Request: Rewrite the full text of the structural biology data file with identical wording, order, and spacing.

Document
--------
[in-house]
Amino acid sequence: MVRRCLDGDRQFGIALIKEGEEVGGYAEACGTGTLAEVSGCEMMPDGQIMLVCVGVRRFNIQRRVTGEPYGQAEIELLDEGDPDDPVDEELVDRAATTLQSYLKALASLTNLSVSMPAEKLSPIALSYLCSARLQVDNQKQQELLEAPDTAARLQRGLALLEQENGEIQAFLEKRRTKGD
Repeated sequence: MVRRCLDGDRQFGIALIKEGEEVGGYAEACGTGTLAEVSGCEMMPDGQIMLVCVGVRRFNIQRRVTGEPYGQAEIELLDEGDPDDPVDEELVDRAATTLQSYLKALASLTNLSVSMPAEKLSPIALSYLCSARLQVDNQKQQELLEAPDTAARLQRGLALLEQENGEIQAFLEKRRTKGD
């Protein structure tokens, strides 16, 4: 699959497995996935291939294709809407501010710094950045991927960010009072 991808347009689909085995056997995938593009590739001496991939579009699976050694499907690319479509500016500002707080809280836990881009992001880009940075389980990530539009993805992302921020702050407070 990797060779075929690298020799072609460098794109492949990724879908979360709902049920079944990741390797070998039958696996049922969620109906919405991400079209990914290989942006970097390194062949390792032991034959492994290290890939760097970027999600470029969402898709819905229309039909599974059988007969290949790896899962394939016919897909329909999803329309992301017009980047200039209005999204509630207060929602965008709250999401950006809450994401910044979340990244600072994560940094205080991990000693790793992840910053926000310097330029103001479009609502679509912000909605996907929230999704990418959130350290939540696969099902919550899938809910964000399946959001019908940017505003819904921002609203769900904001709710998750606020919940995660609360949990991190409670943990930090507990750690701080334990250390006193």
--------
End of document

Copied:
[in-house]
Amino acid sequence: MVRRCLDGDRQFGIALIKEGEEVGGYAEACGTGTLAEVSGCEMMPDGQIMLVCVGVRRFNIQRRVTGEPYGQAEIELLDEGDPDDPVDEELVDRAATTLQSYLKALASLTNLSVSMPAEKLSPIALSYLCSARLQVDNQKQQELLEAPDTAARLQRGLALLEQENGEIQAFLEKRRTKGD
Repeated sequence: MVRRCLDGDRQFGIALIKEGEEVGGYAEACGTGTLAEVSGCEMMPDGQIMLVCVGVRRFNIQRRVTGEPYGQAEIELLDEGDPDDPVDEELVDRAATTLQSYLKALASLTNLSVSMPAEKLSPIALSYLCSARLQVDNQKQQELLEAPDTAARLQRGLALLEQENGEIQAFLEKRRTKGD
């Protein structure tokens, strides 16, 4: 699959497995996935291939294709809407501010710094950045991927960010009072 991808347009689909085995056997995938593009590739001496991939579009699976050694499907690319479509500016500002707080809280836990881009992001880009940075389980990530539009993805992302921020702050407070 990797060779075929690298020799072609460098794109492949990724879908979360709902049920079944990741390797070998039958696996049922969620109906919405991400079209990914290989942006970097390194062949390792032991034959492994290290890939760097970027999600470029969402898709819905229309039909599974059988007969290949790896899962394939016919897909329909999803329309992301017009980047200039209005999204509630207060929602965008709250999401950006809450994401910044979340990244600072994560940094205080991990000693790793992840910053926000310097330029103001479009609502679509912000909605996907929230999704990418959130350290939540696969099902919550899938809910964000399946959001019908940017505003819904921002609203769900904001709710998750606020919940995660609360949990991190409670943990930090507990750690701080334990250390006193």